As much as William is trying to keep his sex study from ever getting personal, it’s so difficult to keep things clinical, and this is just another example of how personal interaction seeps into everything he’s doing. Another example comes with poor Margaret (Allison Janney), the provost’s wife, who is intrigued by talk of the sex study (one of her friends is participating) and tries to join up. The scene where William and a slightly less tactful Virginia interview her about her sexual history is absolutely wrenching to watch and a seriously spellbinding piece of acting by Janney. William is, of course, armed with the knowledge that her husband, Barton, is gay, which is why they have sex maybe once a year and it’s clearly very unsatisfying.
Margaret can’t participate in the study because she’s never had an orgasm—her sense of rejection is heartbreaking and leads to her going to the movies (1957’s Peyton Place, the forbearer of the TV show) and running into Austin Langham, who is dealing with his own sexual dysfunction by seeing a Freudian therapist (Alan Ruck) who is probing into his feelings on maternal love. The two unite in a car, and it all feels a little too neat—Margaret has been through enough at this point that it’s somewhat plausible she’d be driven to do something reckless, but still, that’s kind of a crazy thing for anyone to do. Still, good for her, experiencing sexual pleasure for the first time and all.
Libby, left alone in the Miami hotel, has a similarly strange encounter with a septuagenarian couple that still manages to keep it frisky. There’s another wrenching scene as she describes a fake life to them: husband dead, two children who are the apple of her eye. The husband, played by Barry Bostwick, later tries to initiate sex with Libby, with the wife listening in the other room; they’re kinda-sorta swingers, which I guess is how they keep the marriage alive. It’s a perhaps unnecessary twist that doesn’t seem to add much to the proceedings.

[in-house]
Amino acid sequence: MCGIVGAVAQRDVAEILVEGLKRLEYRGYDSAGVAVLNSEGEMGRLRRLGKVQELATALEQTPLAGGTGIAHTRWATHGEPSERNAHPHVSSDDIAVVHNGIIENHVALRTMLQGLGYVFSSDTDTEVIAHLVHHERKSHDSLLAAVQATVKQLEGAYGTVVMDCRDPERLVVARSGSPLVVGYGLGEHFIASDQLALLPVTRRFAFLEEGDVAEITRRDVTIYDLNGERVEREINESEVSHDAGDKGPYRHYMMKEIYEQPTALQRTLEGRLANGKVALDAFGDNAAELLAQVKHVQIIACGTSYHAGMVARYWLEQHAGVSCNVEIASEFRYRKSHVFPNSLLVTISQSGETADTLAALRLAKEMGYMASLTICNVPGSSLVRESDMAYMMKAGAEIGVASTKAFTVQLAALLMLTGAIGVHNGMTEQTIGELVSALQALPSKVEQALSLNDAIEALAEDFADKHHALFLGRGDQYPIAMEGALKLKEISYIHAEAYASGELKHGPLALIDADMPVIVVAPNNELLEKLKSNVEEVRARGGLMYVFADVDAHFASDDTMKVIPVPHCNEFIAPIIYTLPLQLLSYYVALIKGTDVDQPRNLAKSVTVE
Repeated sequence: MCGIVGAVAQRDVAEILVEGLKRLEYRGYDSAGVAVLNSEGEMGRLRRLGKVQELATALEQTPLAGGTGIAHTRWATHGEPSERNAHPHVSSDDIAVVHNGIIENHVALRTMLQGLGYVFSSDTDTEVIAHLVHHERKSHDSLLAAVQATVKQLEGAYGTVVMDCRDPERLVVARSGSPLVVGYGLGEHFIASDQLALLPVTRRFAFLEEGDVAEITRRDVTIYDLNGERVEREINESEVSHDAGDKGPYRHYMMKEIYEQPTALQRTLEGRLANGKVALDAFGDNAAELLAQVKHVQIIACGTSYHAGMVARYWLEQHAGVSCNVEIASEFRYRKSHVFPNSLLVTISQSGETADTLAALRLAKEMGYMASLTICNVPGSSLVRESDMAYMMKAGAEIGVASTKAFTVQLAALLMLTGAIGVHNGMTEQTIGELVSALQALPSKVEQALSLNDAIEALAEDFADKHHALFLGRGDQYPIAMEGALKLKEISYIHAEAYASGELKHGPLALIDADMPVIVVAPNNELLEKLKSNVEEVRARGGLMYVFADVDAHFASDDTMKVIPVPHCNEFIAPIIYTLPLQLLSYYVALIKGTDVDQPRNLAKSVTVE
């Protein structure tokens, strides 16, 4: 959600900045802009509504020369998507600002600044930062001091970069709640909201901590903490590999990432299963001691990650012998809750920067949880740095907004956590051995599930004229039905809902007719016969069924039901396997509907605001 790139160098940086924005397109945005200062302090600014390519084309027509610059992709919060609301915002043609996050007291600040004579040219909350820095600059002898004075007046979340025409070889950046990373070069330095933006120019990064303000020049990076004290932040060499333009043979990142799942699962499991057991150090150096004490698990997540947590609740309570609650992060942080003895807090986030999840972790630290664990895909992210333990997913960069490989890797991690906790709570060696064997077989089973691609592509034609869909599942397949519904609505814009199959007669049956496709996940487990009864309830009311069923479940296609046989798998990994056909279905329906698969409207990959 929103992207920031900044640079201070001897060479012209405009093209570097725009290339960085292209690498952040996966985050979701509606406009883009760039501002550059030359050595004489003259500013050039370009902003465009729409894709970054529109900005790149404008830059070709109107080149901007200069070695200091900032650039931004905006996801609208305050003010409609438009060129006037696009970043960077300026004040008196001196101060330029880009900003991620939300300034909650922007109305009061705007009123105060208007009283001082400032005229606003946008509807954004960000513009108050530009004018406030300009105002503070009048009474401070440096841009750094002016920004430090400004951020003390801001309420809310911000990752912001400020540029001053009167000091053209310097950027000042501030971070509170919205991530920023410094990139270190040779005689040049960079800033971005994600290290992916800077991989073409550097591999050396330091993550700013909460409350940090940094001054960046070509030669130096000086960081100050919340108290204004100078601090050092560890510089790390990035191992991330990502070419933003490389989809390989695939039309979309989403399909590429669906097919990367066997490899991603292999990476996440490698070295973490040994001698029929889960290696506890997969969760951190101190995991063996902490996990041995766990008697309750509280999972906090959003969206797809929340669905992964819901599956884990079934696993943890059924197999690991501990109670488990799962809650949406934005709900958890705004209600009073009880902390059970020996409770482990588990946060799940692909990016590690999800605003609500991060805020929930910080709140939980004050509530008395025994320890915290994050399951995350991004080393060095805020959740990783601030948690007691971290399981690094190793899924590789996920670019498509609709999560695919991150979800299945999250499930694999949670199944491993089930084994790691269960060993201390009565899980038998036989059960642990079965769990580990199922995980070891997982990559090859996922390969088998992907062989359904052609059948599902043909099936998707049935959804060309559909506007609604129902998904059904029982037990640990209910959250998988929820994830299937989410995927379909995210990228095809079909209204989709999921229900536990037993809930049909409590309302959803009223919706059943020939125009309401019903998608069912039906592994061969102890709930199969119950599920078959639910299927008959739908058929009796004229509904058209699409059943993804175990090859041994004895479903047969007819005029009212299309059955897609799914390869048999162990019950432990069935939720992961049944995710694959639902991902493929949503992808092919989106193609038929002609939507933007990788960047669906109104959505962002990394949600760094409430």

So, we end by entering a brave new world. William and Virginia are making great professional progress as well as personal progress. What it means for their study is clear. What it means for everything else is less so. This, and the compelling, brilliant performances the actors are turning in week to week, is enough to keep me hooked.
- William gave up on Oedipal theory in college. “Nearly put my own eyes out.”
- God, Barton kissing Margaret on the nose before turning in to a separate bedroom just murdered me.
- Looks like Vivian and Ethan (not seen this week) are still going. He attempted to cook for her and everything!
- Jane is impressed by Freud. “He has a cigar. He obviously knew what he was talking about.”
- I like Julianne Nicholson’s mean doctor character a lot. She’s incredibly sympathetic while, at the same time, incredibly unsympathetic. She’s doing great work, and going about it in the way she sees best. It’s hard to argue with, but it’s also annoying when she chides Virginia’s more friendly manner.